It's 1980: recession and unemployment have hit Britain, a royal wedding is on the way, and the whole country is wondering Who Shot JR?
As Jack returns for his fourth year at Ragley-on-the Forest School, there's a definite chill in the air. Village schools are being closed down all over the place - will his be one of them?As school life continues - Vera, the school secretary, has to grapple with a new-fangled electric typewriter, Ruby celebrates ten years as the school cleaner, and the village panto throws up some unusual problems - Jack wonders what the future holds...
'Wry observation and heartwarming humour in equal measure' Alan Titchmarsh
A child of the Great War, Laura is twenty when the Second World War breaks out, and, as an Ansty, she must do her share. She is assigned to a post in Egypt and soon learns firsthand about war and what it means. She finds love--or thinks she has--but realizes, almost too late, that her heart belongs much closer to home. And, always there, haunting her, is her father--handsome (she believes), brave (she hopes), but always mysteriously absent.
In 1862, Ben sets out to help Johnny Hawkes, a resourceful Texican, drive two camels to the farm home of a Yankee officer who has taken possession of the desert beasts as contraband of war. But when Johnny is imprisoned by the Yankees and charged with horse theft, it is up to Ben to complete the task without his friend and mentor. On the threshold of manhood, he has only the help of a young girl, nicknamed Princess, who spends most of the time masquerading as a boy to avoid drawing unwanted attention. Johnny and Princess must stand together and persevere against the odds if they are to overcome every obstacle placed before them on the winding way to Bright Star.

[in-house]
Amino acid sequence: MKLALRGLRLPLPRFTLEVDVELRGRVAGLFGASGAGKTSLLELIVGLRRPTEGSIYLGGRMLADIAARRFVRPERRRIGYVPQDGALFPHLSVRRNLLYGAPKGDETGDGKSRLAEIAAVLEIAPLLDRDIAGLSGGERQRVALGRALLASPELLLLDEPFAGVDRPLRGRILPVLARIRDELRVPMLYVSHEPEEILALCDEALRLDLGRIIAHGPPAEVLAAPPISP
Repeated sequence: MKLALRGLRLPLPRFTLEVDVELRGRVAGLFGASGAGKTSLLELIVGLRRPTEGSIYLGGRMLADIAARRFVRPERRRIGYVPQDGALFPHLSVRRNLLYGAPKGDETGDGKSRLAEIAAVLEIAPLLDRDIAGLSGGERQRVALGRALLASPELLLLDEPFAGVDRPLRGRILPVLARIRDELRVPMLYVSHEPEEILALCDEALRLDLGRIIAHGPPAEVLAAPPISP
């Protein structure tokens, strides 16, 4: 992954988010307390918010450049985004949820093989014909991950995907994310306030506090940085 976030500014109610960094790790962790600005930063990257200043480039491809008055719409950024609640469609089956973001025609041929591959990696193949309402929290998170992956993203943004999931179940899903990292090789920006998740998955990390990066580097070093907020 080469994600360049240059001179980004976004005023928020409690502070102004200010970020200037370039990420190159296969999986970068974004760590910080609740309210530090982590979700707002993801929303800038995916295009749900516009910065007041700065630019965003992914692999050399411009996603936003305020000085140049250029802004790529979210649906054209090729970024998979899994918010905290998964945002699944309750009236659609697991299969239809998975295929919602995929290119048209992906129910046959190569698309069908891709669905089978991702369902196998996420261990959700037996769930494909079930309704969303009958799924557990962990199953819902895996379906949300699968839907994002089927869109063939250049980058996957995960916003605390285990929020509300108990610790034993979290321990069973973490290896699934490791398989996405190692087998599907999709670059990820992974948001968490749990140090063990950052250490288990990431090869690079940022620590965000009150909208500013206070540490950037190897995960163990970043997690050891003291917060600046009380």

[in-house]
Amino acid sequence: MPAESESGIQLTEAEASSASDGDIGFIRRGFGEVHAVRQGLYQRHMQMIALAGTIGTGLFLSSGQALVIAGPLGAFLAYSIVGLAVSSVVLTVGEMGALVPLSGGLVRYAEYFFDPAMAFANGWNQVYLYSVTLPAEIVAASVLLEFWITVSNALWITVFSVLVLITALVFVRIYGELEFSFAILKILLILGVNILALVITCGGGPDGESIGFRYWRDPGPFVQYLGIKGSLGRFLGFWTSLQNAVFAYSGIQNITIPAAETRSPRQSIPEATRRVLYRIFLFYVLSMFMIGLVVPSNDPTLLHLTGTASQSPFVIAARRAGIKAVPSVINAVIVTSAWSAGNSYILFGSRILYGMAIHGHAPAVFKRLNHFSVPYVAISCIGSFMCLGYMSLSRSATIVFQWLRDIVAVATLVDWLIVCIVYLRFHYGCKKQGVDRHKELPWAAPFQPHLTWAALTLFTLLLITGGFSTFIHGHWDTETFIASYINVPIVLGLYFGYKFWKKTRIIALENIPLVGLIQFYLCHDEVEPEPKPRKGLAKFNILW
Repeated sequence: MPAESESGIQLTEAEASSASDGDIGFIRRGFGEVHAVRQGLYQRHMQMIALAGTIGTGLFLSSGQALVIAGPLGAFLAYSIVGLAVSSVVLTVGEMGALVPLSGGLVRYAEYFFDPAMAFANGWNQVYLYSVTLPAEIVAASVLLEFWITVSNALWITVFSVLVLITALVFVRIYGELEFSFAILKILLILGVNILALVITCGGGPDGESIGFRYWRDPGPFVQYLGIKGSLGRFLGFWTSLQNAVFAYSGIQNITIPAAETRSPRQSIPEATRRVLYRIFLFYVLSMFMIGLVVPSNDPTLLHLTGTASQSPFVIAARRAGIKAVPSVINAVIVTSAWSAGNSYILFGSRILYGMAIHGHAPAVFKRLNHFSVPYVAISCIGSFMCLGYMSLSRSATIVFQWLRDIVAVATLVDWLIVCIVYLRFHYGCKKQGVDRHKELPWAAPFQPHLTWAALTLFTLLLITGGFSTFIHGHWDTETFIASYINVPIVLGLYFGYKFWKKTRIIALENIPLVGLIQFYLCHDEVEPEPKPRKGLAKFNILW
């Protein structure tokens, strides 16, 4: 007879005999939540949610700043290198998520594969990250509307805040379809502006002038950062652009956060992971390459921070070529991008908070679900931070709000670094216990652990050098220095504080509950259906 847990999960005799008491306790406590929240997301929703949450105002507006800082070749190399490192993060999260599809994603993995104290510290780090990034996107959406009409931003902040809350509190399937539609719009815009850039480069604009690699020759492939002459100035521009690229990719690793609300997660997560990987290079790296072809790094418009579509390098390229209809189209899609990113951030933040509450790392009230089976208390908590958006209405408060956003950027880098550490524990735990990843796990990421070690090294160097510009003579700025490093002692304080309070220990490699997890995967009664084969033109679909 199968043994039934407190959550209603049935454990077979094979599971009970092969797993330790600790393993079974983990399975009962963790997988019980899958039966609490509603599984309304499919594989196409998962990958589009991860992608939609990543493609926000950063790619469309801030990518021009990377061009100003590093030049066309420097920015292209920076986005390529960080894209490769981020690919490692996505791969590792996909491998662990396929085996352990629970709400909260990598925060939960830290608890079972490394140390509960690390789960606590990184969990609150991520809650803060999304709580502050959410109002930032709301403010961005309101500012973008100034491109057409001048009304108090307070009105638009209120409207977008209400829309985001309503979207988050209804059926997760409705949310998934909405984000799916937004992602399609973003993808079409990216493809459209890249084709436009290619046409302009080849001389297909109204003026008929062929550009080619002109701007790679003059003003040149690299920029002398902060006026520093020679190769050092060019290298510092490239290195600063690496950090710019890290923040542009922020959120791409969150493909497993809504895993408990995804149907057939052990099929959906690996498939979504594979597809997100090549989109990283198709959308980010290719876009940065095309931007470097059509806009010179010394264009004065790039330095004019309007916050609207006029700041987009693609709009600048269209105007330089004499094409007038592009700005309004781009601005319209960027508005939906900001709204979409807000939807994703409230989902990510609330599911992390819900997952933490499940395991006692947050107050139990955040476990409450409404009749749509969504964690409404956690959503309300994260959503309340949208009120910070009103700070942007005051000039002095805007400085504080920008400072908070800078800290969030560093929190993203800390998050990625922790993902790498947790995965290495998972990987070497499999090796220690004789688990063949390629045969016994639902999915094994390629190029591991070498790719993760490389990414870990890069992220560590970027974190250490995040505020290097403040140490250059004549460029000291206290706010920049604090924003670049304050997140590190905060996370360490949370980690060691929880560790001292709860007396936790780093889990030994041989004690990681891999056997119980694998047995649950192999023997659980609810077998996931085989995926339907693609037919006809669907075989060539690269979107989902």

A magnificent tour of 1860s heartland America, The Way to Bright Star is a grand coming-of-age novel, in the tradition of Huckleberry Finn, and destined to become an American classic.
At the Publisher's request, this title is being sold without Digital Rights Management Software (DRM) applied.
This beautiful, illuminating tale of hope and courage is based on interviews that were conducted with Holocaust survivor and Auschwitz-Birkenau tattooist Ludwig (Lale) Sokolov—an unforgettable love story in the midst of atrocity.
“The Tattooist of Auschwitz is an extraordinary document, a story about the extremes of human behavior existing side by side: calculated brutality alongside impulsive and selfless acts of love. I find it hard to imagine anyone who would not be drawn in, confronted and moved. I would recommend it unreservedly to anyone, whether they’d read a hundred Holocaust stories or none.”—Graeme Simsion, internationally-bestselling author of The Rosie Project
In April 1942, Lale Sokolov, a Slovakian Jew, is forcibly transported to the concentration camps at Auschwitz-Birkenau. When his captors discover that he speaks several languages, he is put to work as a Tätowierer (the German word for tattooist), tasked with permanently marking his fellow prisoners.
Imprisoned for over two and a half years, Lale witnesses horrific atrocities and barbarism—but also incredible acts of bravery and compassion. Risking his own life, he uses his privileged position to exchange jewels and money from murdered Jews for food to keep his fellow prisoners alive.
One day in July 1942, Lale, prisoner 32407, comforts a trembling young woman waiting in line to have the number 34902 tattooed onto her arm. Her name is Gita, and in that first encounter, Lale vows to somehow survive the camp and marry her.
A vivid, harrowing, and ultimately hopeful re-creation of Lale Sokolov's experiences as the man who tattooed the arms of thousands of prisoners with what would become one of the most potent symbols of the Holocaust, The Tattooist of Auschwitz is also a testament to the endurance of love and humanity under the darkest possible conditions.